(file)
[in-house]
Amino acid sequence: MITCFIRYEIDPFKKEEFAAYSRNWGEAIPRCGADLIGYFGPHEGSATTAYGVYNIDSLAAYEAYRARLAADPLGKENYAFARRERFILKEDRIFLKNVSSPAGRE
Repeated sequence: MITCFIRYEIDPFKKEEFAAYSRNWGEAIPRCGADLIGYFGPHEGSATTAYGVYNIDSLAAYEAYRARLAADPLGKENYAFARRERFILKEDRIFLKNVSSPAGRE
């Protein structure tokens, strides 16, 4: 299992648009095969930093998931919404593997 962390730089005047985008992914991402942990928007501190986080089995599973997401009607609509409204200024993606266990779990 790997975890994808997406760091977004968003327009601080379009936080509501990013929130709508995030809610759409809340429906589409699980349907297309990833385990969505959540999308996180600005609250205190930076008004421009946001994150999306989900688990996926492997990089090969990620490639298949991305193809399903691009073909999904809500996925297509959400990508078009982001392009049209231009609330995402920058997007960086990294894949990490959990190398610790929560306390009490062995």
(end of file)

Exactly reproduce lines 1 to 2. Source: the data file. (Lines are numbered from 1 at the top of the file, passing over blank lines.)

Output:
[in-house]
Amino acid sequence: MITCFIRYEIDPFKKEEFAAYSRNWGEAIPRCGADLIGYFGPHEGSATTAYGVYNIDSLAAYEAYRARLAADPLGKENYAFARRERFILKEDRIFLKNVSSPAGRE